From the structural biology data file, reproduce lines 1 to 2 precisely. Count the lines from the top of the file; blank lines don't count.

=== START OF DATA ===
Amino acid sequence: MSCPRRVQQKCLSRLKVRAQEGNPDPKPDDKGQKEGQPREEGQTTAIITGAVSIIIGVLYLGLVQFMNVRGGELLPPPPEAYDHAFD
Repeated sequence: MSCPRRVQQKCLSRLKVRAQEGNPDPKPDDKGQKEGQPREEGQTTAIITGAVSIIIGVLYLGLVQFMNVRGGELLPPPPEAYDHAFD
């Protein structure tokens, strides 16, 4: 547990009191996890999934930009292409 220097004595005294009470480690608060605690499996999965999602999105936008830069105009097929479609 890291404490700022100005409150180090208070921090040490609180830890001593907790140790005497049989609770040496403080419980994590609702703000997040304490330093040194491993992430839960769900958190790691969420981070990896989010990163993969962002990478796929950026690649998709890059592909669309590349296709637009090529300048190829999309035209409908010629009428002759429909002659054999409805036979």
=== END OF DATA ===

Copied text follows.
Amino acid sequence: MSCPRRVQQKCLSRLKVRAQEGNPDPKPDDKGQKEGQPREEGQTTAIITGAVSIIIGVLYLGLVQFMNVRGGELLPPPPEAYDHAFD
Repeated sequence: MSCPRRVQQKCLSRLKVRAQEGNPDPKPDDKGQKEGQPREEGQTTAIITGAVSIIIGVLYLGLVQFMNVRGGELLPPPPEAYDHAFD